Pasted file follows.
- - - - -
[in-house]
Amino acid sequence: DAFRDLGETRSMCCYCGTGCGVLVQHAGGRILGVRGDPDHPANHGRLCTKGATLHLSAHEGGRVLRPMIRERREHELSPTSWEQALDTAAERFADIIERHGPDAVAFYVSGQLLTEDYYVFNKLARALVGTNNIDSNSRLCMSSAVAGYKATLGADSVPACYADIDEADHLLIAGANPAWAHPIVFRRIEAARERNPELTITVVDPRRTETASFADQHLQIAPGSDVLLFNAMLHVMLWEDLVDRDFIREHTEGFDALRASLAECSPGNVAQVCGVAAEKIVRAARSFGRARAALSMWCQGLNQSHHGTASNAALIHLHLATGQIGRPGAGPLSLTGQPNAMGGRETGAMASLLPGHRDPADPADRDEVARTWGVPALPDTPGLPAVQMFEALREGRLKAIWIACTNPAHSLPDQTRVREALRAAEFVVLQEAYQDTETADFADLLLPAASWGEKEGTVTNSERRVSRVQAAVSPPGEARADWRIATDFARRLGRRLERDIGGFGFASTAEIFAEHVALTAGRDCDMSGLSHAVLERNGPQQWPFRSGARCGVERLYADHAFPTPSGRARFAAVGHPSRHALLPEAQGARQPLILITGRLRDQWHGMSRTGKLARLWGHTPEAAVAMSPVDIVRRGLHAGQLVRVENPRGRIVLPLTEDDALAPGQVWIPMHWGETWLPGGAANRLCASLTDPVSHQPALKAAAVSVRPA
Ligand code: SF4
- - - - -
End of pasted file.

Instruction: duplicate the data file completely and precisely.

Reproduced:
[in-house]
Amino acid sequence: DAFRDLGETRSMCCYCGTGCGVLVQHAGGRILGVRGDPDHPANHGRLCTKGATLHLSAHEGGRVLRPMIRERREHELSPTSWEQALDTAAERFADIIERHGPDAVAFYVSGQLLTEDYYVFNKLARALVGTNNIDSNSRLCMSSAVAGYKATLGADSVPACYADIDEADHLLIAGANPAWAHPIVFRRIEAARERNPELTITVVDPRRTETASFADQHLQIAPGSDVLLFNAMLHVMLWEDLVDRDFIREHTEGFDALRASLAECSPGNVAQVCGVAAEKIVRAARSFGRARAALSMWCQGLNQSHHGTASNAALIHLHLATGQIGRPGAGPLSLTGQPNAMGGRETGAMASLLPGHRDPADPADRDEVARTWGVPALPDTPGLPAVQMFEALREGRLKAIWIACTNPAHSLPDQTRVREALRAAEFVVLQEAYQDTETADFADLLLPAASWGEKEGTVTNSERRVSRVQAAVSPPGEARADWRIATDFARRLGRRLERDIGGFGFASTAEIFAEHVALTAGRDCDMSGLSHAVLERNGPQQWPFRSGARCGVERLYADHAFPTPSGRARFAAVGHPSRHALLPEAQGARQPLILITGRLRDQWHGMSRTGKLARLWGHTPEAAVAMSPVDIVRRGLHAGQLVRVENPRGRIVLPLTEDDALAPGQVWIPMHWGETWLPGGAANRLCASLTDPVSHQPALKAAAVSVRPA
Ligand code: SF4